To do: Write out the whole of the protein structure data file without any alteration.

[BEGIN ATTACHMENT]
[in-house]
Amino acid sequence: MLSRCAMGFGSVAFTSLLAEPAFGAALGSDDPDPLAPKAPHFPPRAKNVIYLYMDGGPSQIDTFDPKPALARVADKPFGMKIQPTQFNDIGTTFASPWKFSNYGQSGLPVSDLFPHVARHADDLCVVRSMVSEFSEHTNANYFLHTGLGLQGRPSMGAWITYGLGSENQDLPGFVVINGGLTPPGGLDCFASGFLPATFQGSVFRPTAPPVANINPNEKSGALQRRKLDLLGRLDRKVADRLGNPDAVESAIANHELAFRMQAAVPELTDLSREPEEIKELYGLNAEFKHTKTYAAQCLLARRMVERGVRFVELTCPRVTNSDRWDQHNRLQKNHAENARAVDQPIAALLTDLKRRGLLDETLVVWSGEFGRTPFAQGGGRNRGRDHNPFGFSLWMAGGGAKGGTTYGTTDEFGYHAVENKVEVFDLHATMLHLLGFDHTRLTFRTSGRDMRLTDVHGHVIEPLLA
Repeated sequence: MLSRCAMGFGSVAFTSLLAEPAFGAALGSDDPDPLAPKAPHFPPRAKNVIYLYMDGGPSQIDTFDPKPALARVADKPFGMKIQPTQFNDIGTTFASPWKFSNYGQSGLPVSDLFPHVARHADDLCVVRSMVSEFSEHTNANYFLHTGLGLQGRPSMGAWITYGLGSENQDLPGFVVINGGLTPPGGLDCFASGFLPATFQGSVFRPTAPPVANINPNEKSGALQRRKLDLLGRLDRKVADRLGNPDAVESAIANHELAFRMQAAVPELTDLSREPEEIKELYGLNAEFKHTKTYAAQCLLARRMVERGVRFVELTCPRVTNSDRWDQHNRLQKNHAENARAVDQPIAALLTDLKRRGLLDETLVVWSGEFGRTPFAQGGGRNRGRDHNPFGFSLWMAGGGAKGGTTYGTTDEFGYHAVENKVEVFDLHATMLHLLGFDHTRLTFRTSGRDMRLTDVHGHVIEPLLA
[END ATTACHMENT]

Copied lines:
[in-house]
Amino acid sequence: MLSRCAMGFGSVAFTSLLAEPAFGAALGSDDPDPLAPKAPHFPPRAKNVIYLYMDGGPSQIDTFDPKPALARVADKPFGMKIQPTQFNDIGTTFASPWKFSNYGQSGLPVSDLFPHVARHADDLCVVRSMVSEFSEHTNANYFLHTGLGLQGRPSMGAWITYGLGSENQDLPGFVVINGGLTPPGGLDCFASGFLPATFQGSVFRPTAPPVANINPNEKSGALQRRKLDLLGRLDRKVADRLGNPDAVESAIANHELAFRMQAAVPELTDLSREPEEIKELYGLNAEFKHTKTYAAQCLLARRMVERGVRFVELTCPRVTNSDRWDQHNRLQKNHAENARAVDQPIAALLTDLKRRGLLDETLVVWSGEFGRTPFAQGGGRNRGRDHNPFGFSLWMAGGGAKGGTTYGTTDEFGYHAVENKVEVFDLHATMLHLLGFDHTRLTFRTSGRDMRLTDVHGHVIEPLLA
Repeated sequence: MLSRCAMGFGSVAFTSLLAEPAFGAALGSDDPDPLAPKAPHFPPRAKNVIYLYMDGGPSQIDTFDPKPALARVADKPFGMKIQPTQFNDIGTTFASPWKFSNYGQSGLPVSDLFPHVARHADDLCVVRSMVSEFSEHTNANYFLHTGLGLQGRPSMGAWITYGLGSENQDLPGFVVINGGLTPPGGLDCFASGFLPATFQGSVFRPTAPPVANINPNEKSGALQRRKLDLLGRLDRKVADRLGNPDAVESAIANHELAFRMQAAVPELTDLSREPEEIKELYGLNAEFKHTKTYAAQCLLARRMVERGVRFVELTCPRVTNSDRWDQHNRLQKNHAENARAVDQPIAALLTDLKRRGLLDETLVVWSGEFGRTPFAQGGGRNRGRDHNPFGFSLWMAGGGAKGGTTYGTTDEFGYHAVENKVEVFDLHATMLHLLGFDHTRLTFRTSGRDMRLTDVHGHVIEPLLA